But I sure have a lot of fun writing.

katdad
10-23-2004, 03:41 AM
I cannot handle "Cozy" mysteries either. The "locked room" mysteries or ADs either (AD = Amateur Detective).

I prefer either police procedural or private detective.

Myself, I'm writing a series of modern hardboiled private eye novels, and I prefer reading that genre.

Writing Again
10-23-2004, 07:18 PM
I don't know enough about police procedures to even attempt one: Private investigators are too constrained in real life to provide decent action.

I also know enough about police to both respect and disrespect them: I know enough about the rules and the system to both understand their purpose and to distrust their results: I've seen just how out of hand and crazy things can get from all POV's: Police, courts, victims, witnesses, and even the perps.

I prefer writing about the ordinary citizen who somehow has a stake in the crime, either as victim or suspect. They are not bound by any rules except the situation as they find it and their own ingenuity.

katdad
10-24-2004, 02:27 AM
Yes, in real life, private detectives are too constrained.

Thankfully we're writing fiction, and we can play around with things a bit. I'm not writing biography here.

Police procedurals do indeed take research, and perhaps you may need to be a former cop (Wambaugh) or be very close to the cop profession.

I have tried to create a very realistic private detective in my novels, with few stretches of the truth. My protag of course gets involved in things that a real life PI would not, but hey, we're all fudging the truth here anyway.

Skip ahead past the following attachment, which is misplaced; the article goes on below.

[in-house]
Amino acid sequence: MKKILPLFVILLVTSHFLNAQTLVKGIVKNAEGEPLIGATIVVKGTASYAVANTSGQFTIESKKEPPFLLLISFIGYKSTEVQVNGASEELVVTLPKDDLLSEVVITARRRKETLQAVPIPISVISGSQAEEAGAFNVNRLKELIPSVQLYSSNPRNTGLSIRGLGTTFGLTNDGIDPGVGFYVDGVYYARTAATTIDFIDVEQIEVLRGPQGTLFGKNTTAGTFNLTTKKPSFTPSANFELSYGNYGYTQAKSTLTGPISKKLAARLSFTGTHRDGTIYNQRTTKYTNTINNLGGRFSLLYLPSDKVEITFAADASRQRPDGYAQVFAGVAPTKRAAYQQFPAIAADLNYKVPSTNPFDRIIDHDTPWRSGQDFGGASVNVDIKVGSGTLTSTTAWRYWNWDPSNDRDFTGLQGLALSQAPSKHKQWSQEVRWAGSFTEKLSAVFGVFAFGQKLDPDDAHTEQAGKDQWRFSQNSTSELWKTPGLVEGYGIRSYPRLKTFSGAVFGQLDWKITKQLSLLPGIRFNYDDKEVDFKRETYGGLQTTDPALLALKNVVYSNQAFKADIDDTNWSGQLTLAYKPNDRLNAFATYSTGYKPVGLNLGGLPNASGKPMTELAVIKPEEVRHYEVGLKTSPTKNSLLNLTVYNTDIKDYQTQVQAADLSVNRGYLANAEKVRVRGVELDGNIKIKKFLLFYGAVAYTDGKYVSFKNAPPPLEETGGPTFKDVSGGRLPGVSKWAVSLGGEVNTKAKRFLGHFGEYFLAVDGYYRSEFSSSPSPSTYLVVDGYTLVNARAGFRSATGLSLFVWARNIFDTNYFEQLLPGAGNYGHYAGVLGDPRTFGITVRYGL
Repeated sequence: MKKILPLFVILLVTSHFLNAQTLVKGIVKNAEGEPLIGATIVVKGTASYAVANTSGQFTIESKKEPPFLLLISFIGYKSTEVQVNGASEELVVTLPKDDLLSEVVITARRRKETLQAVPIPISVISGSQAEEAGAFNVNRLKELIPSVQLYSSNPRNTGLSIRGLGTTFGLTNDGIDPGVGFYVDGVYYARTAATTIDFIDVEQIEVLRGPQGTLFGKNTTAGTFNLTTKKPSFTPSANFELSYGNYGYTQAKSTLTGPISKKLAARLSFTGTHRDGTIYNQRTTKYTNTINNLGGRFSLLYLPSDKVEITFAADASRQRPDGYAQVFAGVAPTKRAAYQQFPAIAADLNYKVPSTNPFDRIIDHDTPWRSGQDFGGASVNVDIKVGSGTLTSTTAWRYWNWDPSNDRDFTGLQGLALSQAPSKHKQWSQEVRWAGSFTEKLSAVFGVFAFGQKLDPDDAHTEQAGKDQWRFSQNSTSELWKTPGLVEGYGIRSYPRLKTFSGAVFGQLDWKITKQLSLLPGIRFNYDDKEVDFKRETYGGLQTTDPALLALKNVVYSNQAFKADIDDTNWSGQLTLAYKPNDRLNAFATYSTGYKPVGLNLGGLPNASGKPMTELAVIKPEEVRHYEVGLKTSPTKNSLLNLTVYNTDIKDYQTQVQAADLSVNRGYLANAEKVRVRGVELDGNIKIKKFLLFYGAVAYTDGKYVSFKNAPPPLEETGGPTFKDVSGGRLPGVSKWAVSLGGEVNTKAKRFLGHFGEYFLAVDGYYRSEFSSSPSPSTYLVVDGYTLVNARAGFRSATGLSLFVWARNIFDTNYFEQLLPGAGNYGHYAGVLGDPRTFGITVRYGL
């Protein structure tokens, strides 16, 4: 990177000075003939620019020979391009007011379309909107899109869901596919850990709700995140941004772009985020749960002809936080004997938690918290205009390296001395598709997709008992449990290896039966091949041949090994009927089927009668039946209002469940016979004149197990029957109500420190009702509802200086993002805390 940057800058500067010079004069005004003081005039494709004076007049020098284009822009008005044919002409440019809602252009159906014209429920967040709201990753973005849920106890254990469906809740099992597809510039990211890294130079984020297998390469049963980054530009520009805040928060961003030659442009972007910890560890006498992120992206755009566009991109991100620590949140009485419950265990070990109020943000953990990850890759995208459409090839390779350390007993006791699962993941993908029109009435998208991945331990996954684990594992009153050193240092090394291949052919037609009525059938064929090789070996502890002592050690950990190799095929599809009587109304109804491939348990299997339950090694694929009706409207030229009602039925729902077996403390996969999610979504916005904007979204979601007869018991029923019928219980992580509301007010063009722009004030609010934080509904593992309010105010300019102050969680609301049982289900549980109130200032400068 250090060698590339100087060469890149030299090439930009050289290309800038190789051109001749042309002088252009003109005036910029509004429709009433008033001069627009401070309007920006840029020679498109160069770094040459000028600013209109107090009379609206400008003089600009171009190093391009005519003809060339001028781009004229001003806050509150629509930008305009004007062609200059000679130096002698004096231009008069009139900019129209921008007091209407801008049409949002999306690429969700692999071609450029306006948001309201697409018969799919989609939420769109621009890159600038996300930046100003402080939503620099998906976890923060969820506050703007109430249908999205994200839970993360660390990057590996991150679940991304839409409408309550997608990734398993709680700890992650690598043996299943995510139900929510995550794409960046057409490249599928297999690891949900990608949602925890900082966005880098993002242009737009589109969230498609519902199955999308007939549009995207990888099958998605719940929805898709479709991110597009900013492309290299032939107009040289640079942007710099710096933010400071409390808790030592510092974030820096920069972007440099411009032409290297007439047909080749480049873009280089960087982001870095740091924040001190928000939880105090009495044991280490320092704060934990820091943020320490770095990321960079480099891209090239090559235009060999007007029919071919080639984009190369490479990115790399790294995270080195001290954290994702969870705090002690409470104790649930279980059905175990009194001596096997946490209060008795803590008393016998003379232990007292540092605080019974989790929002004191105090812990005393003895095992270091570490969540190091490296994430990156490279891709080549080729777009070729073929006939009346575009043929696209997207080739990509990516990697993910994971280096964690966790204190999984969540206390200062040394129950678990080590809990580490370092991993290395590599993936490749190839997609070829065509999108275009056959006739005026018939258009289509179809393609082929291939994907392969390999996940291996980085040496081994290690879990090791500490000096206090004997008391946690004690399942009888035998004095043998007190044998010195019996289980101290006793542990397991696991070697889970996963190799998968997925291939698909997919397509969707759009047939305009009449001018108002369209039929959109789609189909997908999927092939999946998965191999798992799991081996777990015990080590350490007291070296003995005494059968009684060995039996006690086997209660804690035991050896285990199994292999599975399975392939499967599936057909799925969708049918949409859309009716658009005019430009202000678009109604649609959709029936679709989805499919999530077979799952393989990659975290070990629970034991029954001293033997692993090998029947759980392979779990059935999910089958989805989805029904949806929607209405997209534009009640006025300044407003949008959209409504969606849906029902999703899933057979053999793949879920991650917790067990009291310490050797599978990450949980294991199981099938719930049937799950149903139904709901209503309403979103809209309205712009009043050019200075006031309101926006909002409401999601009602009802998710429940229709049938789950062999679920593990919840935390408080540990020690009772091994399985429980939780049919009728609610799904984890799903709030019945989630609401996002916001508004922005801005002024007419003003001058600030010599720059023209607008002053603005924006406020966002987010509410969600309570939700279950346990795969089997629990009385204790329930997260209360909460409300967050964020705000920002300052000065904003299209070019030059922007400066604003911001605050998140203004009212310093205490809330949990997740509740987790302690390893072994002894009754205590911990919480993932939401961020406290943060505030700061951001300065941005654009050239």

Jamesaritchie
10-27-2004, 04:46 AM
For what a cozy is, think "Miss Marple" or "Murder, She Wrote." Both are classic cozies.

I write both cozies and hardboiled, and I see no gap between them that matters. I love to read both, and my experience is that being able to critique both shouldn't be a problem. And the last thing on earth I'd do is have a romance writer/reader critique a cozy mystery.

strngchs
02-10-2007, 02:03 AM
Bringing up an older conversation here, but a friend and I have had a recent discussion about the reading level of readers who read in the mystery genre, and it was said(not by me!) that the reading level of readers who read cozies/amateur sleuths is lower than those who read suspense.

Is there any validity to this statement?

aadams73
02-10-2007, 02:37 AM
Validity? No. I read both suspense and cozies, and I bet my reading level and my manners are better than the person who told you this.

Pick up a couple of each and see what you think :)

strngchs
02-10-2007, 02:49 AM
I am wondering if the ultimate meaning was that the plot structure for each differs to the amount that one seems easier to read, i.e. easyreader, and the other takes more of an education just to decipher the wording sometimes...